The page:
John H. Tierney, engineer

He had worked for Travelers Insurance's Baltimore engineering department

March 27, 2014|By Frederick N. Rasmussen, The Baltimore Sun

John H. Tierney, former head of the Travelers Insurance Co.'s Baltimore engineering department and a World War II veteran, died Feb. 24 of complications from a stroke at Gilchrist Hospice Care in Towson. He was 90.

The son of Edward Tierney, a chauffeur, and Elizabeth Murphy Tierney, a homemaker, John Henry Tierney was born and raised in Fairfield, Conn., where he graduated in 1941 from Roger Ludlowe High School.

He was a graduate of the U.S. Merchant Marine Academy at Kings Point, N.Y., and served in engine rooms aboard merchant marine vessels. He sailed in convoys delivering war materiel to the Soviet Arctic port of Murmansk.

Mr. Tierney later joined the Navy and served in the Pacific as chief engineer and lieutenant commander aboard Fletcher and Sumner class destroyers "whose draw, beam and other dimensions were easily recitable," said a daughter, Barbara Tierney of New York City. "He was sunk twice, once in the Indian Ocean."

During the Korean War, Mr. Tierney was stationed at Cannes and later participated in the successful Inchon landing in September 1950 that resulted in North Korean forces being pushed back across the Yalu River.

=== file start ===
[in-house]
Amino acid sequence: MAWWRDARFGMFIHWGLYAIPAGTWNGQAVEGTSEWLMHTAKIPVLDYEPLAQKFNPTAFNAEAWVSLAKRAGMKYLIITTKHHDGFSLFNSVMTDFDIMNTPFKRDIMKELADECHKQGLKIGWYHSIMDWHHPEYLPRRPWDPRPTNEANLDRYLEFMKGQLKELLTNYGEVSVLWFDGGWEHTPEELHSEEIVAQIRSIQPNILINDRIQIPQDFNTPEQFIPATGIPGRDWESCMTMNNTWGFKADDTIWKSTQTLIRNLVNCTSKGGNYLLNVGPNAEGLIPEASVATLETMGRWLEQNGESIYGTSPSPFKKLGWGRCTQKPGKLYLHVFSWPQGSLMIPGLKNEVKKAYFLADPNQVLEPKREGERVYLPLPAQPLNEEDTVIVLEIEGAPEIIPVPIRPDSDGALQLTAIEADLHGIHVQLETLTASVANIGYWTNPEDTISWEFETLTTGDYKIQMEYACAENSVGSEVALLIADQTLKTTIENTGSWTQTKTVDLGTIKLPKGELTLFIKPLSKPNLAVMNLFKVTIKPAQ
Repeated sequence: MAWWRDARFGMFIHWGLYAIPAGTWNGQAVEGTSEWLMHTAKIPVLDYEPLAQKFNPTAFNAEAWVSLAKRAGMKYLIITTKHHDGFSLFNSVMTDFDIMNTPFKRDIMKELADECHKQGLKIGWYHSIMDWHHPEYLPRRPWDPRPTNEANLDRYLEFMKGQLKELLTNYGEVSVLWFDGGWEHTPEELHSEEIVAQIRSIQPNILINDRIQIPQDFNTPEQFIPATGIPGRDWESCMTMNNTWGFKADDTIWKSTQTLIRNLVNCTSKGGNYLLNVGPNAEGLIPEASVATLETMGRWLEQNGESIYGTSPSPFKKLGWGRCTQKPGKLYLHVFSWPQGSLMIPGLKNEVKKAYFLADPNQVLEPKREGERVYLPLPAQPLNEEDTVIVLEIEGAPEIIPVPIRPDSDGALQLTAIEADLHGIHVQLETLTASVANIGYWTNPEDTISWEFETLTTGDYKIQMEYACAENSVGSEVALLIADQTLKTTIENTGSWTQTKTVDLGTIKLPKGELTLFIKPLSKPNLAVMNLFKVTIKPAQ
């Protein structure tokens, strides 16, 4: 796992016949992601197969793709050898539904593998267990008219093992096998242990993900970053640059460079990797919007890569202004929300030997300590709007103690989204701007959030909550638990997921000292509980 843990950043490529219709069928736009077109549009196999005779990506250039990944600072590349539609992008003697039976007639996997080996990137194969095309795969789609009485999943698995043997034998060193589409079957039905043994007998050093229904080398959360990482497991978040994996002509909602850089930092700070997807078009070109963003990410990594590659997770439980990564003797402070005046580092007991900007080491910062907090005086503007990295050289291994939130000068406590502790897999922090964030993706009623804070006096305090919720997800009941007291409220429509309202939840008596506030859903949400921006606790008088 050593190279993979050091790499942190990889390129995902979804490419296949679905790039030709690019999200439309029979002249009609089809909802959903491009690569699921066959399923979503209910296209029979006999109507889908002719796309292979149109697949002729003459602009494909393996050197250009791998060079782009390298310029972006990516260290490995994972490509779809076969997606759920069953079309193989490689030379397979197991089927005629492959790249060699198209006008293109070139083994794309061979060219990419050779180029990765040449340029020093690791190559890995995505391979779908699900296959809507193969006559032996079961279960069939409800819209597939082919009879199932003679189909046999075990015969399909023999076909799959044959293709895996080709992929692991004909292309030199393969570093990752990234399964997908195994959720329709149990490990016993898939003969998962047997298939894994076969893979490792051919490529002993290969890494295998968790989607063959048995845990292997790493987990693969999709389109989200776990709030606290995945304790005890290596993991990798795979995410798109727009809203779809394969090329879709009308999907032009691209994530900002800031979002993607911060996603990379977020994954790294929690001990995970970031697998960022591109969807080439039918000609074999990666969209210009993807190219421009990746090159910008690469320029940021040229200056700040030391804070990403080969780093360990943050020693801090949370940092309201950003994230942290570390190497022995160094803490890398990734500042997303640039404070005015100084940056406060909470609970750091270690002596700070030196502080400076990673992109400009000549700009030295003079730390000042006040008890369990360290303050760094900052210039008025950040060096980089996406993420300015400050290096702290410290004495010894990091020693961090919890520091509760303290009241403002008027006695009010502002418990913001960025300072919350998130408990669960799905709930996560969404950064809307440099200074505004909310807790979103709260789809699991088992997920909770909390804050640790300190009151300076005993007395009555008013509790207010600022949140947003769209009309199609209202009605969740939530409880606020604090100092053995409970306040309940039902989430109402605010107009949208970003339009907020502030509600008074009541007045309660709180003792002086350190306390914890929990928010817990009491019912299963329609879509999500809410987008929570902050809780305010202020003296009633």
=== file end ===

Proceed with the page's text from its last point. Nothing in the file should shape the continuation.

After leaving the Navy in 1953, Mr. Tierney worked aboard oil tankers briefly before leaving the sea and returning to Fairfield. He established a small construction business and attended the University of Connecticut.

In 1957, Mr. Tierney married the former Frances Renzulli and took a job with the Travelers Insurance Co.

He worked in Hartford, Conn., and later in Detroit before moving to Towson in 1968, where he ran the company's engineering department, which later merged with the Washington office.

Mr. Tierney conducted inspections of large industrial facilities like Bethlehem Steel's Sparrows Point plant and the terminal at Cove Point. He retired in 1981.

"He had a territory that included Frederick, and he became fascinated by Antietam. He used to go there with a lunch and sit in the small cemetery there, or park near Bloody Lane," recalled Ms. Tierney, who said her father was a student of the Civil and Revolutionary wars.

"When other kids were going to Disneyland, we were going to Antietam and Gettysburg and Revolutionary War sites up north," she said.

The longtime resident of Fairway Court had been a season ticket holder to the Baltimore Colts and the Orioles. He enjoyed gardening, golfing and playing bridge.

He was a member of the Engineering Society of Baltimore.

Plans for a memorial gathering to be held in April are incomplete.

In addition to Ms. Tierney, Mr. Tierney is survived by another daughter, Susan Tierney of Brooklyn, N.Y.; a sister, Grace Brennan of Hawaii; and three grandchildren. His wife died in 2010.

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